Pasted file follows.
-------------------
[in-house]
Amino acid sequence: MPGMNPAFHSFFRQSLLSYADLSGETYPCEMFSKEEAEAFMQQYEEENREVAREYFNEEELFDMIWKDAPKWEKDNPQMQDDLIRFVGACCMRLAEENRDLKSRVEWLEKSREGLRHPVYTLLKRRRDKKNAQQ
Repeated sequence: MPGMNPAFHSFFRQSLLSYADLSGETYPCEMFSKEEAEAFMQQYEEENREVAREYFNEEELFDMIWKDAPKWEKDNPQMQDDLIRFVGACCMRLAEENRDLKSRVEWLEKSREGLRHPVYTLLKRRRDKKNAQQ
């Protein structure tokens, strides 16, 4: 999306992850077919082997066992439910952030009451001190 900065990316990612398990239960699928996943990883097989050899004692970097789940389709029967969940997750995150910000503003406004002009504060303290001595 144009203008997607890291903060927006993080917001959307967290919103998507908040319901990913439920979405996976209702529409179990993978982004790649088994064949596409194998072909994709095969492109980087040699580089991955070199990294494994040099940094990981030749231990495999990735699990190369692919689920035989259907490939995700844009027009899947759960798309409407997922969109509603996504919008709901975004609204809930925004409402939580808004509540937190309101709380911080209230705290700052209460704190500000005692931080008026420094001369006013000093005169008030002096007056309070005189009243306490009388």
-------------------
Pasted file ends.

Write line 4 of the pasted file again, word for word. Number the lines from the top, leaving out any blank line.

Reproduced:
């Protein structure tokens, strides 16, 4: 999306992850077919082997066992439910952030009451001190 900065990316990612398990239960699928996943990883097989050899004692970097789940389709029967969940997750995150910000503003406004002009504060303290001595 144009203008997607890291903060927006993080917001959307967290919103998507908040319901990913439920979405996976209702529409179990993978982004790649088994064949596409194998072909994709095969492109980087040699580089991955070199990294494994040099940094990981030749231990495999990735699990190369692919689920035989259907490939995700844009027009899947759960798309409407997922969109509603996504919008709901975004609204809930925004409402939580808004509540937190309101709380911080209230705290700052209460704190500000005692931080008026420094001369006013000093005169008030002096007056309070005189009243306490009388």